Telomerase and the ageing process

Telomerase and the ageing process

May 2012
David Peters

As a doctor working with pain- and stress-related problems I witness the mind–body connection every day, and I am excited to see how increasingly healthcare is harnessing this astonishing potential for healing. I have always wondered how unhappiness gets into the cells, and why exercise, meditation and a healthy diet impact so powerfully on mood and morbidity.The Nobel Prize-winning work of Dr Elizabeth Blackburn and her colleagues explains how these simple forms of self-care reach into the genetic matrix to alter the cellular ageing processes.


In 2009, University of California cell biologist Elizabeth Blackburn and two other scientists who worked with her won the Nobel Prize in Physiology or Medicine for their pioneering work in discovering telomerase. Whether or not telomerase research will lead to ways of combating ageing, it has provided explanations for why exercise, meditation and a healthy diet impact so powerfully on the ageing process.

First Paragraph

A chromosome contains many genes arranged along its double helix of DNA. At each end of the strand are sections of DNA called telomeres which, like the plastic sleeves that keep the ends of shoelaces from fraying, stop the chromosome’s ends unraveling. This prevents the chromosomes sticking to one other or losing gene sequences. In this way telomeres protect genetic information by keeping chromosomes from entangling when cells divide, so genes don’t jumble their genetic information,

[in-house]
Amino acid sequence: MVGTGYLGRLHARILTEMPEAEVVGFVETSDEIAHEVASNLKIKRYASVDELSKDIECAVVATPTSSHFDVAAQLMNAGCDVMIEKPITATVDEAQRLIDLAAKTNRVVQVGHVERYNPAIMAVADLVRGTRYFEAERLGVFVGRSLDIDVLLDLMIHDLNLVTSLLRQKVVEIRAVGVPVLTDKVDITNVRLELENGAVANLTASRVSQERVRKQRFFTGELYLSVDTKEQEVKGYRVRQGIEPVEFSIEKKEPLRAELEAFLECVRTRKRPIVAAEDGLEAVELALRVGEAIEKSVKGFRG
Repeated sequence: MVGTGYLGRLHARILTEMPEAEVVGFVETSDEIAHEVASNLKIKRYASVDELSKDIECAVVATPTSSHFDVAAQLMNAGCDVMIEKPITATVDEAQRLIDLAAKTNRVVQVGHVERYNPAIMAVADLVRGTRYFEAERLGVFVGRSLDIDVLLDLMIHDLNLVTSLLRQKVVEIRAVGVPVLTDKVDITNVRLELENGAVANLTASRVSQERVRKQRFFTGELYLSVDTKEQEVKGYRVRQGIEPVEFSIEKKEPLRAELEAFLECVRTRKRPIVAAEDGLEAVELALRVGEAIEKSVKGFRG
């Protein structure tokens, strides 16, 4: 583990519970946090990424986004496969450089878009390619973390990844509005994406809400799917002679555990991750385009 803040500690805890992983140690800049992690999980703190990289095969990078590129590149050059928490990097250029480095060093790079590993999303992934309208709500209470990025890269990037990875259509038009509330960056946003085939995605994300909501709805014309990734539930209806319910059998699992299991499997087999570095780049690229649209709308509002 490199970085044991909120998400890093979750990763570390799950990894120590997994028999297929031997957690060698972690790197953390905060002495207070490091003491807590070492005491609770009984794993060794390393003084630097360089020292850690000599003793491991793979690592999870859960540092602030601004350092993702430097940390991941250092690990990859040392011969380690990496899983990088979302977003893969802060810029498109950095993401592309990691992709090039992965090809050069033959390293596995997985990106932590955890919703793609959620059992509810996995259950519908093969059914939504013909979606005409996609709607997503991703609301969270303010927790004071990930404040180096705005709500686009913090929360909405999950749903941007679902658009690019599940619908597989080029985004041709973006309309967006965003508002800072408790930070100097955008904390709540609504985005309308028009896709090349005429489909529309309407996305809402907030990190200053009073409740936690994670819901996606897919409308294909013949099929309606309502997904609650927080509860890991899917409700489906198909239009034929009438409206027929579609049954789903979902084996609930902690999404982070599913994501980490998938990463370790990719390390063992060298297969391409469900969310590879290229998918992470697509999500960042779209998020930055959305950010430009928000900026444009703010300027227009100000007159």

which leads to disease or death. But telomeres get a little shorter every time a cell divides, and when they get too short, cell division has to stop (programmed cell death or apoptosis). During normal ageing, the gradual loss of telomeric DNA in dividing somatic cells can contribute to a slowing and cessation of cell replication and tissue repair and the transformation of normal cells into neoplastic ones.